NEW YORK - With the significant yield curve flattening witnessed recently, analysts at Deutsche Bank Securities warned that fixed-income market participants are too closely focused on the risks resulting from higher interest rates and not enough on the imminence and potential negative impact of a market rally.
At a semi-annual press briefing held last week, Deutsche Bank's head of U.S. rates research Mustafa Chowdhury said that currently there are more factors - which are also more technical - that are pulling rates down than those pushing them to rise.
Chowdhury enumerated the factors that could lead to and would be adversely impacted by a market rally, contrasting them with a sell-off scenario that most market participants are currently positioning for.
He cited the current account deficit that is expected to remain fairly robust even as the dollar goes down. This would mean that foreign central banks would be buying more U.S. Treasurys to build up their returns, pushing rates downward. Chowdhury also noted that a lower rate scenario would be especially detrimental to pension funds whose liabilities usually exceed the value of their assets. Chowdhury said that the difference between the assets and liabilities would increase in a market rally.
Chowdhury also talked about the mortgage market, noting that the concentration of mortgages outstanding is currently in the lower coupons. He said that if the 10-year Treasury yield falls to 3.5%, refinancings will kick in once again and duration buying could ensue. By contrast, in a rising rate scenario, there will be no reason to sell fairly low coupons. In other words, the duration of the market does not change as much and convexity risks are not as pronounced in a sell-off.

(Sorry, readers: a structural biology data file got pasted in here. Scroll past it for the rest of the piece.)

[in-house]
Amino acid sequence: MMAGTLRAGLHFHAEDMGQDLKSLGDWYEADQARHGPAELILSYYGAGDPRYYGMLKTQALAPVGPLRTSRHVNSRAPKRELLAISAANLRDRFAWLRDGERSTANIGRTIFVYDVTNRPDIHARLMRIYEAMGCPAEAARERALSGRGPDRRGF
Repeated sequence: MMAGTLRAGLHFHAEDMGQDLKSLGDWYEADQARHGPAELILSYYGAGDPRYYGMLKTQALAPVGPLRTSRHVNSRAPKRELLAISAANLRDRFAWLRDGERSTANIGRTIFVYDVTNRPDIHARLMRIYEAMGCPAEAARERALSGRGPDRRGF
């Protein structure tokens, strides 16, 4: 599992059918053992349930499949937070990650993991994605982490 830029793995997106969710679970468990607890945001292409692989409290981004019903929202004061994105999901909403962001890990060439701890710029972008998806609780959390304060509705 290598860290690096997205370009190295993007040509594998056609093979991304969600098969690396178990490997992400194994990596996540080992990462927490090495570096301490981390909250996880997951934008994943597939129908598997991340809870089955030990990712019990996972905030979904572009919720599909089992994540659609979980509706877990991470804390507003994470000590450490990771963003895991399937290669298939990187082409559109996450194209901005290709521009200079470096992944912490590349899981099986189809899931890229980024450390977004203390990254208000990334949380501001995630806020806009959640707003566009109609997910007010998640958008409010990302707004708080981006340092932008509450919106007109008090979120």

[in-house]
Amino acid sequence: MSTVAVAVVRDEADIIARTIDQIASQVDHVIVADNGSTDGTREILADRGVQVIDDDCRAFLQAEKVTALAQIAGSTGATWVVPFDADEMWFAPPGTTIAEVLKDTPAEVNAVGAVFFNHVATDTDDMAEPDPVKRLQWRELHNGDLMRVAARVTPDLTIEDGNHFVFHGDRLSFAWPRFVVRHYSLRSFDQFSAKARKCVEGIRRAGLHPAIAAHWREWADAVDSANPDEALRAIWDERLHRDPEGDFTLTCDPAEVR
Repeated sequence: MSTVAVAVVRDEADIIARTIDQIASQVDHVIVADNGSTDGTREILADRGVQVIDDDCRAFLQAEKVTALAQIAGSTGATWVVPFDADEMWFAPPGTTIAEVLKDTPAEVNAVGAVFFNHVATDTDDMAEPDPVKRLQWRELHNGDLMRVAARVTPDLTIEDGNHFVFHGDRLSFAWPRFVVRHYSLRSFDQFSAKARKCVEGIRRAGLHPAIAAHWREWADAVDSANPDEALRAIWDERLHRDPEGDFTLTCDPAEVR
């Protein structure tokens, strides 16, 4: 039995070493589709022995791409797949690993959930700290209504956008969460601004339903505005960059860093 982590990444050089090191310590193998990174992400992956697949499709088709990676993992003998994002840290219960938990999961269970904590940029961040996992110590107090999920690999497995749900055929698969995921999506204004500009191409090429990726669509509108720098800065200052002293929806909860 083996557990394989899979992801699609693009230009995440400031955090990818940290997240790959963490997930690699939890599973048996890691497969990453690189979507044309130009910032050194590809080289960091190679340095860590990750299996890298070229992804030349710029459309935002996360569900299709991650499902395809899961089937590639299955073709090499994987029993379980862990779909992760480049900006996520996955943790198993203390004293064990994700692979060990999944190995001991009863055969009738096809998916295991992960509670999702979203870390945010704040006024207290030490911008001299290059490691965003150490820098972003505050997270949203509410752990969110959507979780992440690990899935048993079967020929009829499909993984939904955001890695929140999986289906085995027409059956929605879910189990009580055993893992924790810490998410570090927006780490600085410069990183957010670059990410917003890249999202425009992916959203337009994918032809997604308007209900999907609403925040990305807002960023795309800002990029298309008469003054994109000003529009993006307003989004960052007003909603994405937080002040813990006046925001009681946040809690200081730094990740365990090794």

He also said that duration money managers across the world and in the U.S. are currently short to their respective Indices, meaning that a market rally might "catch them by surprise, which could be a painful scenario," according to Chowdhury. He also noted that the supply outlook in the different fixed-income sectors such as Treasurys, Agencies and mortgage-backeds is currently low. However, there remains robust demand coming from foreign institutions. This supply and demand imbalance in the different markets could trigger a rally.
Chowdhury said that while the market is closely monitoring core consumer inflation - which indicates the consumer's lending and borrowing rate - in anticipation of a higher interest rate scenario, and are overcompensating for a potential sell-off, it would also be good for investors to prepare for a market rally given the number of factors that could bring about this event.
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